PREP FOOTBALL PREVIEW: #7 Concordia Lutheran Cadets

Despite a new starting quarterback, a completely revamped offensive line and a fresh defensive alignment, expectations are high for Concordia Lutheran in 2019.

But pressure? Nah.

“Our players are excited to be Concordia football players and be part of that continuing brand of excellence,” Coach Tim Mannigel said. “But excellence for us in the regular season could be 4-5. It’s tough. You’re playing a lot of games you aren’t picked to win.”

The Cadets traditionally take their lumps during the grind of the SAC season, only to emerge as one of the teams to watch in the 3A north once the playoffs begin. Concordia has never won the SAC and has captured just a single recognized city championship (1967).

Does that bother Concordia?

“I think we have done a nice job with the kids to which they understand we have to be at our best once sectionals begin,” Mannigel.

Who can argue with that after the Cadets won the 3A state title in 2016.

For this year’s team to repeat that feat, they will need to gel over the regular season with plenty of new faces. Jake Byrd threw for over 2,000 yards and 18 touchdowns a season ago. His replacement will be junior Brandon Davis, who has seen spot action in his first two seasons at Concordia. He was pushed in the preseason by fellow junior Jackson Valentine.

One of the top running backs in his class in the area (one could argue for Braeden Hardwick of Homestead) returns in Amir Drew. The junior eclipsed 1,000 yards rushing and added 11 touchdowns. while averaging 20 carries per game. Drew seemingly never tires, but Mannigel will look to keep him fresh by mixing in some other ballcarriers.

Kamari Anderson-Drew and his 992 yards receiving and 12 scores have departed, but Mannigel feels the wide receiver position can still be a strength with junior Tyler Grossman (37 receptions, 659 yards, 3 TDs) and seniors Jeren Kindig (9 receptions, 211 yards, 4 TDs) and Jalen Vanderbosch (13 receptions, 211 yards, 1 TD).

The big concern for the offense is up front, where the Cadets will go with a new starting five across the line. Mannigel has faith in the newbies, but also factors in some uncertainty.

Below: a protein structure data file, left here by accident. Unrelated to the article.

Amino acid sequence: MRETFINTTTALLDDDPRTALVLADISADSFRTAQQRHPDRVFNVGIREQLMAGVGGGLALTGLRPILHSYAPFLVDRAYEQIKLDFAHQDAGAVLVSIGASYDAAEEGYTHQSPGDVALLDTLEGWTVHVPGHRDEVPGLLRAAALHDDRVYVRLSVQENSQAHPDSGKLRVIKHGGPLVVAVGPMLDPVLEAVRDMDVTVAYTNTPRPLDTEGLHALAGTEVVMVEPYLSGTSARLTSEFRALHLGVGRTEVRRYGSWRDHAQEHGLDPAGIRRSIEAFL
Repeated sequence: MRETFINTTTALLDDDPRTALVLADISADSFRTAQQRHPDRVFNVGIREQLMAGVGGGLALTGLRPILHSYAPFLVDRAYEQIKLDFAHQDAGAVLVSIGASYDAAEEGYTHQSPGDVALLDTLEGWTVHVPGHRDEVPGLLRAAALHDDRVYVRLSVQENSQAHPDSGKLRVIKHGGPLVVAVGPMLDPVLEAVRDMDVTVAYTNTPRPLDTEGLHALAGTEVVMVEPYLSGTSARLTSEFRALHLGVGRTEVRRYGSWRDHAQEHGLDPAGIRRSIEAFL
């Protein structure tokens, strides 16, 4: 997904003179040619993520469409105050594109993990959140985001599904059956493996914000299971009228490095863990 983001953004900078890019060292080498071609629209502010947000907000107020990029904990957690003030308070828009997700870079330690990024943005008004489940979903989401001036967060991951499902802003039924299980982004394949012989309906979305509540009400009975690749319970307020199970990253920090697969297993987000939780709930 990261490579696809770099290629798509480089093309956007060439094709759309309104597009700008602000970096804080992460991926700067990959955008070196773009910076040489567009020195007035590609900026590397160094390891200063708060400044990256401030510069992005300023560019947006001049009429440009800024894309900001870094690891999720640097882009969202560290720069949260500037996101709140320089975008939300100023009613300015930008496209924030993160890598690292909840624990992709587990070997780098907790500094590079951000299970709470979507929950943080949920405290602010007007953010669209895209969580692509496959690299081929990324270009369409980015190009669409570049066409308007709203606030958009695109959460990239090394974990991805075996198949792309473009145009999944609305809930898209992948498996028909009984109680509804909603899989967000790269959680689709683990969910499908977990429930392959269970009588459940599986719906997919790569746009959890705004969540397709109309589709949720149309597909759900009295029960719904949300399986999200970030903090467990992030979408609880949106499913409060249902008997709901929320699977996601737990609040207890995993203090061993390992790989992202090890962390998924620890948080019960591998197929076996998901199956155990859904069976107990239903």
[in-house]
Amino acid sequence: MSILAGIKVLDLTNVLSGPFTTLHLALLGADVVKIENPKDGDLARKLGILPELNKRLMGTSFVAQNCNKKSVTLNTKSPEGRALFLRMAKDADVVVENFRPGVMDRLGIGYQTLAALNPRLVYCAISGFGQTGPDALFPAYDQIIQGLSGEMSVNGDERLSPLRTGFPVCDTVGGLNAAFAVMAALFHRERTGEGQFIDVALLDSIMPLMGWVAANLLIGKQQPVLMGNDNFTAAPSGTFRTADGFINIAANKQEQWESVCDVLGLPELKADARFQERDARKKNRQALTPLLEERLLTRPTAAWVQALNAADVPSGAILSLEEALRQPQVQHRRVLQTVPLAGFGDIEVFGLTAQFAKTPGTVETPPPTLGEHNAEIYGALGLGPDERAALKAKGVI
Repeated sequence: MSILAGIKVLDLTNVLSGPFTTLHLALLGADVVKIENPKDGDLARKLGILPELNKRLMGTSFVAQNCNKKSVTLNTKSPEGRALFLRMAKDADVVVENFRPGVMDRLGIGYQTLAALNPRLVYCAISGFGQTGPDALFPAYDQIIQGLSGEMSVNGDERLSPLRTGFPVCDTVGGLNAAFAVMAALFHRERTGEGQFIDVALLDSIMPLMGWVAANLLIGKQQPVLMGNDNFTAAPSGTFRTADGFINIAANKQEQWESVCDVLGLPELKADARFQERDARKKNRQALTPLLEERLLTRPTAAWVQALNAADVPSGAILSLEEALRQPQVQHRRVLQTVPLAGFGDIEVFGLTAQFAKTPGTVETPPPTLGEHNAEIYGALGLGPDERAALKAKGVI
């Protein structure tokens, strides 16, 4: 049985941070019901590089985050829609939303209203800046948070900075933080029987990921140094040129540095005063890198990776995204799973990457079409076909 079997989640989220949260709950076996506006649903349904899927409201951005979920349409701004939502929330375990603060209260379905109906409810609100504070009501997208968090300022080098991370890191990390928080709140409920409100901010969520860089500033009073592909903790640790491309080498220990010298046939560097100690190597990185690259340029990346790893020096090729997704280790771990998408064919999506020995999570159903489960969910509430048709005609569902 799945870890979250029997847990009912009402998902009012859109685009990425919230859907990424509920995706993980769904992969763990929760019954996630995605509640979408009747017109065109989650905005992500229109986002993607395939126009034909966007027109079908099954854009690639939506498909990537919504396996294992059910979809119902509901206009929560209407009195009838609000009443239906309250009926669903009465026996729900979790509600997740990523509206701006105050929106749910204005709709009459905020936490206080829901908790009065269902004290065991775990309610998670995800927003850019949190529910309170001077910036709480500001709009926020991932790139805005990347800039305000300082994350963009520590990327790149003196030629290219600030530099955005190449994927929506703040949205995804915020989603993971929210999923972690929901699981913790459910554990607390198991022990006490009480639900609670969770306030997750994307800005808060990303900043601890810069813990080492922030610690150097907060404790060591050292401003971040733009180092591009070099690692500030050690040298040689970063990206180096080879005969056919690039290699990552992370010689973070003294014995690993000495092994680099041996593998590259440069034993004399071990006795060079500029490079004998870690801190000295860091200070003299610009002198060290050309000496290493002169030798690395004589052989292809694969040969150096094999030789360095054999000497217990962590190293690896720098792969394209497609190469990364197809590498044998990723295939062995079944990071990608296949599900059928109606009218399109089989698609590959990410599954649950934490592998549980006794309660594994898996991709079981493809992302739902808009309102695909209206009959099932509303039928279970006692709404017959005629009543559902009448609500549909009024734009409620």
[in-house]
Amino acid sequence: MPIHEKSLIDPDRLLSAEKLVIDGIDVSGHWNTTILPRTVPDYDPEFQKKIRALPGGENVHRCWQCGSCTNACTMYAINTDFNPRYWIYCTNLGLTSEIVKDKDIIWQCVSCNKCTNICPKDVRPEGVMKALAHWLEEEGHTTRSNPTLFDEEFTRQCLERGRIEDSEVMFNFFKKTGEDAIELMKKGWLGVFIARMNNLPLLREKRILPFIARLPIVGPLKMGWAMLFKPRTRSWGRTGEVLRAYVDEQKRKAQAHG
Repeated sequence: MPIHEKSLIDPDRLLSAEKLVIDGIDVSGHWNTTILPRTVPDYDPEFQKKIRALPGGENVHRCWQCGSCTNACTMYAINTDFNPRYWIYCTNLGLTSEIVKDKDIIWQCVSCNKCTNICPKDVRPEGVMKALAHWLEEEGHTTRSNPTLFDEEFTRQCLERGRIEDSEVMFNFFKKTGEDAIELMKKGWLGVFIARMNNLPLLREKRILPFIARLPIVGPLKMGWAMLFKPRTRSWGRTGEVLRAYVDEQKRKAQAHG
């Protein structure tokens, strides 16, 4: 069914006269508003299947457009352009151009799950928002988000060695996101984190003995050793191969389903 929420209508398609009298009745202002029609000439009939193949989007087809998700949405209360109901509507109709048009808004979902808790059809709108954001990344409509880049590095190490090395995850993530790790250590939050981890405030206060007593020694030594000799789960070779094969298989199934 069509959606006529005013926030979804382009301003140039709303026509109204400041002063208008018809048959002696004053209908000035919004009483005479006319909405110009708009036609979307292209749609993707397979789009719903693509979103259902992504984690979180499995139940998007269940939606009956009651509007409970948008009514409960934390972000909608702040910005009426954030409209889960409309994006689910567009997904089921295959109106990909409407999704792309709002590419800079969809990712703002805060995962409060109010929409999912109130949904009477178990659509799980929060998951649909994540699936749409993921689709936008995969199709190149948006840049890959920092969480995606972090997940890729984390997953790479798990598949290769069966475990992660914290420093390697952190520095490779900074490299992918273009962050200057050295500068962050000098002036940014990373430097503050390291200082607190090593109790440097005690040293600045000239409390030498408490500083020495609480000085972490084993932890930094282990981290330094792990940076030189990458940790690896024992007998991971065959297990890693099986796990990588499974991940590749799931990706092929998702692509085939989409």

“We think (the line) could be good, but they are going to be young and haven’t played on Friday nights before, plus we play some pretty good defensive lines,” Mannigel said. “If you can’t move people and protect the quarterback, it doesn’t matter what you have everywhere else.”

The Cadets will sport a different defensive look, switching to a 3-3 from a 4-2. With pure defensive linemen at a premium, Mannigel feels the new scheme fits his personnel.

“The (3-3) asks for different things from those guys up front,” Mannigel said. “We are going to be a bit more attacking. We think we have the kids to do that.

“We may end up giving up 82 points per game and you can come back and laugh at me.”

The defense will also be rather young, with Liam Fletcher (6 sacks, 16 TFL), Michael Fairfield (82 tackles, 8 TFL) and Nick Craddock (55 tackles, 7 TFL) all graduated.

A pair of juniors could emerge as leaders in the secondary in Kameron Johnson and Luke Speckhard, each of whom had a pair of INTs as sophomores.

There are more questions than answers for the Cadets heading into the season opener against South Side. With only seven seniors in the program, this could be a bit of a rebuilding year. But if Concordia can survive the SAC and gain some experience and confidence, it will be a threat again in 3A.

WHY #7?

This ranking may seem a tad high, particularly after a 5-6 campaign last year, but expectations for this program have steadily risen following Mannigel’s first three campaign from 2010-12 that saw just three combined victories.

There is enough talent on both sides of the ball to believe that this team will be in the convoluted mix in the SAC between the “Big 3” of Snider, Bishop Dwenger and Homestead.


Four of Concordia’s six losses last season came by seven points or less, including a surprising loss to Bellmont in sectional play. Traditionally, close games eventually even out, but a strong senior group from a year ago has given way to much in the way of youth.

This new cadre of Cadets needs to prove it has what it takes to knock off the big boys.


Week 4 at Bishop Luers

The barometer game for the Cadets in the regular season is always against the Knights – although now Bishop Luers is in Class 2A instead of in Concordia’s 3A sectional.

Even so, the Cadets have dropped two straight to the Knights, including last year’s 34-31 loss in double overtime. This matchup is the best way to judge where each team is at against the kind of competition it will face in their respective classes.


Brandon Davis, junior, quarterback

In limited action last season, Davis completed 70 percent (21-of-30) and threw three touchdowns and zero interceptions.

Now, we aren’t saying Davis can be Peter Morrison (52 TDs, 4 INTs in 2016), but his skill set is only going to get better. With a host of talented wide receivers to throw to, and an ace running back to keep defenses honest, Davis could really put up some gaudy numbers over the next two years.

But his success, and probably Concordia’s, will come down to the five men along that offensive line.




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